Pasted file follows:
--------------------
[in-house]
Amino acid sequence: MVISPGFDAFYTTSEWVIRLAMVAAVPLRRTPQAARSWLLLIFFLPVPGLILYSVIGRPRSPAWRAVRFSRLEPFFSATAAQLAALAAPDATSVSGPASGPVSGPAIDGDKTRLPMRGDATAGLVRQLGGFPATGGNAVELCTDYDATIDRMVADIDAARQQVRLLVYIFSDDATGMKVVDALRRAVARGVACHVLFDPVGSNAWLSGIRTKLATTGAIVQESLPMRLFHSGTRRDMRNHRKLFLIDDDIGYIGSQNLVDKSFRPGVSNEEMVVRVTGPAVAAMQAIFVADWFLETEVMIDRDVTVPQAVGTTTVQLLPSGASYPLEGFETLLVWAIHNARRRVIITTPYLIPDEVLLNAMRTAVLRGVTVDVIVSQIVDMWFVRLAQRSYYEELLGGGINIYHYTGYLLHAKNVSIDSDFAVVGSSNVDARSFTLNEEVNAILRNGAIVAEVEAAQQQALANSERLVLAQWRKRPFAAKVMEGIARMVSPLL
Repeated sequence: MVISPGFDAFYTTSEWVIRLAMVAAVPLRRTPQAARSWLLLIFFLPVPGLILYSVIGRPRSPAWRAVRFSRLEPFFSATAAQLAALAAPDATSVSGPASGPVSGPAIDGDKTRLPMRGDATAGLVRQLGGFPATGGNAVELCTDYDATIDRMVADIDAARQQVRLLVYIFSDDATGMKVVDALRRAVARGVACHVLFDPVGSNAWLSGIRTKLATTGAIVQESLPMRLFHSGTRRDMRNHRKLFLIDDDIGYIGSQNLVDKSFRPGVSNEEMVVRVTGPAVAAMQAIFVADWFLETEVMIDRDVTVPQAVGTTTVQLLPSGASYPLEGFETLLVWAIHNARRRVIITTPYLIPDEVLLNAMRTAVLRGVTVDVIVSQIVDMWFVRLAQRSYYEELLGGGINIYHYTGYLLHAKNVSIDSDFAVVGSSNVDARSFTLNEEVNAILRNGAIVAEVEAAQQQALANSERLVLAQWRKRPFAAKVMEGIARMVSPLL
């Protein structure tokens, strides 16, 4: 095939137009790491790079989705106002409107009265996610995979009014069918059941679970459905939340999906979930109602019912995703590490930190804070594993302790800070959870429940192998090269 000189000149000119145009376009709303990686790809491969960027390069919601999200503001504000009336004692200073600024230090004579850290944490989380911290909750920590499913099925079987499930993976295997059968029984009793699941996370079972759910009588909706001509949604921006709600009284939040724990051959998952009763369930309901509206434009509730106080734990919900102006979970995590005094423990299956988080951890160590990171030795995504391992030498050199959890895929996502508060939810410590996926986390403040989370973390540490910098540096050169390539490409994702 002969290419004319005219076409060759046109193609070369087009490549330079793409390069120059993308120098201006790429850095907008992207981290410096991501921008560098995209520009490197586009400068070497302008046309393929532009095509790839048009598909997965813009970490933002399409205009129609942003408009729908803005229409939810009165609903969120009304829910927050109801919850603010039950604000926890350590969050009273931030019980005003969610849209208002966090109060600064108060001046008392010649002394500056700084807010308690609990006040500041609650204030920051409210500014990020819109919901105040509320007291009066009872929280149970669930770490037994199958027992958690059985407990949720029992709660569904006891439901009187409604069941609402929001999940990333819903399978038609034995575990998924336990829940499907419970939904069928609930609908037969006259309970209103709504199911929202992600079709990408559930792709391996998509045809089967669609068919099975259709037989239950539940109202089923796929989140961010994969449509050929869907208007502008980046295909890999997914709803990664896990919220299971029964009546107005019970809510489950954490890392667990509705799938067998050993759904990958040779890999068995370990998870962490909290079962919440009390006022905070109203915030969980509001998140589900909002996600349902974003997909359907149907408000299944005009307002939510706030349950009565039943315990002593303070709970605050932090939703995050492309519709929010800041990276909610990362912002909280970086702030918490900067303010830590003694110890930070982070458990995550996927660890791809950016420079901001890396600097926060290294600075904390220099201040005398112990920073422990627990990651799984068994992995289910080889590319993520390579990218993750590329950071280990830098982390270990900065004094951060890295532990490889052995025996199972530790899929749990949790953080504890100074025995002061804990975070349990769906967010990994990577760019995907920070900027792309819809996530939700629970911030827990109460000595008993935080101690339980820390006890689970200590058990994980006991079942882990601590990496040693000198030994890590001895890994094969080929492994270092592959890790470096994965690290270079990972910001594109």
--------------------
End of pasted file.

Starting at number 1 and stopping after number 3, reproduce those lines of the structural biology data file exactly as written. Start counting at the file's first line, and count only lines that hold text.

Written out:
[in-house]
Amino acid sequence: MVISPGFDAFYTTSEWVIRLAMVAAVPLRRTPQAARSWLLLIFFLPVPGLILYSVIGRPRSPAWRAVRFSRLEPFFSATAAQLAALAAPDATSVSGPASGPVSGPAIDGDKTRLPMRGDATAGLVRQLGGFPATGGNAVELCTDYDATIDRMVADIDAARQQVRLLVYIFSDDATGMKVVDALRRAVARGVACHVLFDPVGSNAWLSGIRTKLATTGAIVQESLPMRLFHSGTRRDMRNHRKLFLIDDDIGYIGSQNLVDKSFRPGVSNEEMVVRVTGPAVAAMQAIFVADWFLETEVMIDRDVTVPQAVGTTTVQLLPSGASYPLEGFETLLVWAIHNARRRVIITTPYLIPDEVLLNAMRTAVLRGVTVDVIVSQIVDMWFVRLAQRSYYEELLGGGINIYHYTGYLLHAKNVSIDSDFAVVGSSNVDARSFTLNEEVNAILRNGAIVAEVEAAQQQALANSERLVLAQWRKRPFAAKVMEGIARMVSPLL
Repeated sequence: MVISPGFDAFYTTSEWVIRLAMVAAVPLRRTPQAARSWLLLIFFLPVPGLILYSVIGRPRSPAWRAVRFSRLEPFFSATAAQLAALAAPDATSVSGPASGPVSGPAIDGDKTRLPMRGDATAGLVRQLGGFPATGGNAVELCTDYDATIDRMVADIDAARQQVRLLVYIFSDDATGMKVVDALRRAVARGVACHVLFDPVGSNAWLSGIRTKLATTGAIVQESLPMRLFHSGTRRDMRNHRKLFLIDDDIGYIGSQNLVDKSFRPGVSNEEMVVRVTGPAVAAMQAIFVADWFLETEVMIDRDVTVPQAVGTTTVQLLPSGASYPLEGFETLLVWAIHNARRRVIITTPYLIPDEVLLNAMRTAVLRGVTVDVIVSQIVDMWFVRLAQRSYYEELLGGGINIYHYTGYLLHAKNVSIDSDFAVVGSSNVDARSFTLNEEVNAILRNGAIVAEVEAAQQQALANSERLVLAQWRKRPFAAKVMEGIARMVSPLL